I’ve been using my first pair of bone conduction headphones for two weeks now, and I wanted to share my thoughts for anyone else who is thinking about whether these would suit their needs.
Reasons I wanted to try bone conduction headphones
- Wary of hearing damage by having IEMs jammed in my ears all day
- Desire to listen to my podcasts at home without bothering my family through speaker playback or blocking them out with IEMs
- On occasions where I have to take a call while driving for work purposes, do so without needing a dedicated in-car bluetooth setup or a bluetooth headset completely blocking sound from one ear
Fit and comfort
I have a larger than normal head (not a brag, it’s mainly air :D) and the Aeropex fit nicely, with a slight bit of room at the back to spare. The transducers are secure against your head without feeling tight.
Being the newest headphones in the Aftershokz range, the transducers are smaller than older models. As a result, there are times where people won’t notice these at all; especially if you are wearing glasses and/or a hat. The thin profile of the frame around your ear means they don’t get in the way of my sunglasses at all.
The sensation of bone conduction on your head takes some getting used to. For the first few days, I had a slight discomfort from the vibration of the transducers; however now it is not noticeable. Speaking of the vibration, I don’t “feel” it until 70-75% volume.
Sound quality & experience
Yes you can listen to music on this, but the experience is still not great compared to headphones. These are really suited for voice playback, so my needs for podcast use is perfect.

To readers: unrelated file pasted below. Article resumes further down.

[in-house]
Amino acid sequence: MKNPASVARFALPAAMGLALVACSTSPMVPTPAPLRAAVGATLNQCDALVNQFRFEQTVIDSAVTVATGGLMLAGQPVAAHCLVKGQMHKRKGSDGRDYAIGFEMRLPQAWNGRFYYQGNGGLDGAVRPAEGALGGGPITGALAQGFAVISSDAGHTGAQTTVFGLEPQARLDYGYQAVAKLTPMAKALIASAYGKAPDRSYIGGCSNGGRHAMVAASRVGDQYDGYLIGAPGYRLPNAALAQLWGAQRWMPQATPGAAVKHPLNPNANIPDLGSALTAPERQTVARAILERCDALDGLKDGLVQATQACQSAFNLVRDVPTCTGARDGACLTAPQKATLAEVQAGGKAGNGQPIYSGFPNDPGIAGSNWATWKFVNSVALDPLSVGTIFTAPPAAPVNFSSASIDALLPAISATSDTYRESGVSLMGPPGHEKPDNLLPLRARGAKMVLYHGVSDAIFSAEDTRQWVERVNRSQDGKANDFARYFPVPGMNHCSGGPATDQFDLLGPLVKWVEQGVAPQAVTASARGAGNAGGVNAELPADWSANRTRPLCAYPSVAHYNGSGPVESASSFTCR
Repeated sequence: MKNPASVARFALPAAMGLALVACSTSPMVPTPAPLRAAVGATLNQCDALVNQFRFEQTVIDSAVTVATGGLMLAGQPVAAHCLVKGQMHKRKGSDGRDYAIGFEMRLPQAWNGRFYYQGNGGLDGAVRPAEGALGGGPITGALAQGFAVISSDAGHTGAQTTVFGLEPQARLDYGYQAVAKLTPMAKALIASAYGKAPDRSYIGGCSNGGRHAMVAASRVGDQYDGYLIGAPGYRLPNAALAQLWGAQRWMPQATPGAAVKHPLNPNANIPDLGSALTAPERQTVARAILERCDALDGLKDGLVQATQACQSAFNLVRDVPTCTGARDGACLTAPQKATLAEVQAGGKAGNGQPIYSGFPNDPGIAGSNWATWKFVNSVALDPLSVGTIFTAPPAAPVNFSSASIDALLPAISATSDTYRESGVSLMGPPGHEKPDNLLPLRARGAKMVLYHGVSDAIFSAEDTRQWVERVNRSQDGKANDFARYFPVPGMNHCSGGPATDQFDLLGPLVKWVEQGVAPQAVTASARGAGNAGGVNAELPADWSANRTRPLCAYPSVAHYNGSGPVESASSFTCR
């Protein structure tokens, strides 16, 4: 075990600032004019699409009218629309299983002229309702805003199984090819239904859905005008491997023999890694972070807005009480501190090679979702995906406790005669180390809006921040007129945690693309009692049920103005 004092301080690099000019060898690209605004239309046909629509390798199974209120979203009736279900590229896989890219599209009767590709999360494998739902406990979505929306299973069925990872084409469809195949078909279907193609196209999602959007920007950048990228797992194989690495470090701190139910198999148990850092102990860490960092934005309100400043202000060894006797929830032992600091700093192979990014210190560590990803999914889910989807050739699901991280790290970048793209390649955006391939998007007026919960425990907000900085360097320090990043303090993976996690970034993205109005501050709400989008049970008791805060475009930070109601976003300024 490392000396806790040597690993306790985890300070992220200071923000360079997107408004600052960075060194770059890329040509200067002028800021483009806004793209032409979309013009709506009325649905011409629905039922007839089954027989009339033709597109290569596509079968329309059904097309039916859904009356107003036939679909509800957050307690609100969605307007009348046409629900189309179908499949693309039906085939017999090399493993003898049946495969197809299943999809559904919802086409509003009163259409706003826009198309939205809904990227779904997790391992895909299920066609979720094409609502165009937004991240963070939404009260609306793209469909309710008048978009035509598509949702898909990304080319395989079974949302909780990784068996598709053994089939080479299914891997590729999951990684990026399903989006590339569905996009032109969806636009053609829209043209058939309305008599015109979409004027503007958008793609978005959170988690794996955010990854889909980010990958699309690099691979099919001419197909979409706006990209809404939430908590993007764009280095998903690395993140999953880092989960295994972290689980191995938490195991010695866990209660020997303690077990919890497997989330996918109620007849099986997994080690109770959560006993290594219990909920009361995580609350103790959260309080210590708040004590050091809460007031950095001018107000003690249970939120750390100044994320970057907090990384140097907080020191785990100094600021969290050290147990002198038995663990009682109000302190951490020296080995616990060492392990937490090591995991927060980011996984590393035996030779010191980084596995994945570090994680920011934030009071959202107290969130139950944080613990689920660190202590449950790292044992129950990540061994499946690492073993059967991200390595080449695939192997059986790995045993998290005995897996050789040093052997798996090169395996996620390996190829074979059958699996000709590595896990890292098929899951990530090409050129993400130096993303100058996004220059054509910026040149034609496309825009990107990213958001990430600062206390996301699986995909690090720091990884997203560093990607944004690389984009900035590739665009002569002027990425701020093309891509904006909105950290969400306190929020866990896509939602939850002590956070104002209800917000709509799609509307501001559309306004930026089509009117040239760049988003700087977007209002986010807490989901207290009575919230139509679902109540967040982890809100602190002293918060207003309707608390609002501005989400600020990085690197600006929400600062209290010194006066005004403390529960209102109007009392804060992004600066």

If you are used to listening to podcasts on headphones, deeper voices initially might sounds a little weaker due to the lack of bass response and noise isolation. However if you are used to listening through speakers, it’s a similar experience except no one else can hear it (for the most part).
Having what your listening become a part of your ambient sound has, for me, become such a pleasant experience that it’s now my preferred headset to use (outside of music listening and train commutes, where isolation and better bass response are preferred). Most of the time I can comfortably listen at 50-60% volume in a quiet or office environment; only needing to ramp it up to full in noisier scenarios such as a busy street or crowded areas.
The quality of phone calls has been a surprise as well. Callers sound like they are right next to you and I haven’t had any complaints/comments about my voice quality from the Aeropex microphone. Using the microphone with Google Assistant, it picks up my voice clearly even when I’m in the office and saying commands in a softer voice than normal.
Aftershokz say the Aeropex have 50% less sound leakage than the previous model. I don’t have experience with other models but the sound leakage does seem impressive. In a completely quiet room, sound leakage is barely noticeable at around 60% volume. Even then, the leakage depends on the sound frequency as high frequency sounds will be more noticeable.
However, that is a quiet room. Get to an area with more ambient noise and it’s going to be harder for others to notice any sound leakage at higher volumes.
- Google Assistant can be triggered via a 2 second press of the multi function button, however the lack of audio trigger when you have engaged it is a bit annoying
- I’d like to see proper Google Assistant integration within the headset as I think it would be perfect to explore the capabilities of audio ambient computing
- Multipoint pairing is such a welcome feature
- Charging is via a proprietary magnetic charging cable (boo), but they give you two cables in the box (yay)
- Comes with a nice silicon carry case
- IP67 sweatproof/waterproof rating
- 8 hours rated battery life. I haven’t had any issues getting through a work day yet
Overall while these are expensive, I have no issues with recommending them to someone looking at bone conduction audio. While I’m not the target audience for these based on their active lifestyle marketing, I think they could significantly expand their market by targeting general consumers; taking advantage of the increased consumption of podcasts and moving into the ambient computing space.